So here’s a bit about me: I hate being told what to do. Even as a kid I never listened to anyone. Ever. Just ask my mom. I gained a whole bunch of weight in my late 20’s and have “struggled” to take that weight off. For years, all the things I was doing was counterintuitive to my success and I was fighting an uphill battle within myself, all the while thinking I was the one in charge. Guess what? Bodies don’t work like that! It wasn’t until I got well into my 40’s that I realized it was time to change my tune and start asking for a little guidance.
Just as life does, I got thrown a few curve balls and I learned about the importance of balancing mental, emotional and spiritual health while trying to remain active. Having a career as a Massage Therapist is very physical and when your body isn’t working up to speed, your work suffers. I had to stop doing some of the activities that I enjoyed due to things like running into trees and constantly crashing (snow, it turns out, can feel like cement), so I evolved into running and yoga, pilates and weight training. Still, I’d lose 20, gain 30; constant yo-yo.
Now, I’m at the point of acceptance: I’ll never be 125 pounds again, and most likely will never fit into a size 6. Quite frankly, that’s A-OK. I like who I am and I like who I’ve become. To me, this is one of the biggest pieces of the health puzzle: acceptance of who you are. What I’ve learned the most is that your health evolves with you. It’s as living and breathing as you are, and it can ebb and flow throughout the different phases of your life. It’s not that diet and exercise aren’t important, but they’re only a part of what I refer to as my “Health Triangle”. What’s just as important is how you feel about diet and exercise, and what kinds of things work for you.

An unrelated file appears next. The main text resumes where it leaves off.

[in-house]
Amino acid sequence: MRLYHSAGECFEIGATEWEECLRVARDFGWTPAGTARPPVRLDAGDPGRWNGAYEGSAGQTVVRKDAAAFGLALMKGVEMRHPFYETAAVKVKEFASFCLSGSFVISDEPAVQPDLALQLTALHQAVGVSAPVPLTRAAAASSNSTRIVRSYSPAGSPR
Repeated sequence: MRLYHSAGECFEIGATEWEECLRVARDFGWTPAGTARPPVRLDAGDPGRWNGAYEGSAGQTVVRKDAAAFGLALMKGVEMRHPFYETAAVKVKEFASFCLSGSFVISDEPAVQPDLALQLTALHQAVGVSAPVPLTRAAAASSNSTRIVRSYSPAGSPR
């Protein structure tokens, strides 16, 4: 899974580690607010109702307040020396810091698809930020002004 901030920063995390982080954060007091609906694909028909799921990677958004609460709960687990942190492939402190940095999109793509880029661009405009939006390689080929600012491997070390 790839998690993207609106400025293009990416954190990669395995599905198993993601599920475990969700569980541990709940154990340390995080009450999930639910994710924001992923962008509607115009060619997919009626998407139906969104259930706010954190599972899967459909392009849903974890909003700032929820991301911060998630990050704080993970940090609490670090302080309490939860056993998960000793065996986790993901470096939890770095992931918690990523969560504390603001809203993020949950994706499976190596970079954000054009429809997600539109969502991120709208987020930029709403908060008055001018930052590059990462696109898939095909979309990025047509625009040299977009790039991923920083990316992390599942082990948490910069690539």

For example, emptying out the contents of your fridge and replacing it with kale, broccoli, brown rice and chicken is ridiculous, especially if you HATE kale, broccoli, brown rice and chicken. Convincing yourself that a $50/month gym membership is the right thing to do, even if you know you’ll never go, or forcing yourself to follow some “plan” that doesn’t get you excited about being healthier is pure torcher, not to mention a waste of your hard earned money. The dance of moderation is well choreographed and if you’re not careful, someone will get their toes stepped on.
I’d like to leave you with some food for thought: ask yourself what you need in order to be the healthiest version of yourself you can be, for this phase of your life. When you think about your health, does it make you happy? If you know you need to make some changes, or you just want to learn more about the 3 parts that are the foundation for healthy living, then hop on over to The Health Triangle and see how it fits into your life!
“Health is the greatest gift, contentment the greatest wealth, faithfulness the best relationship.” – Buddha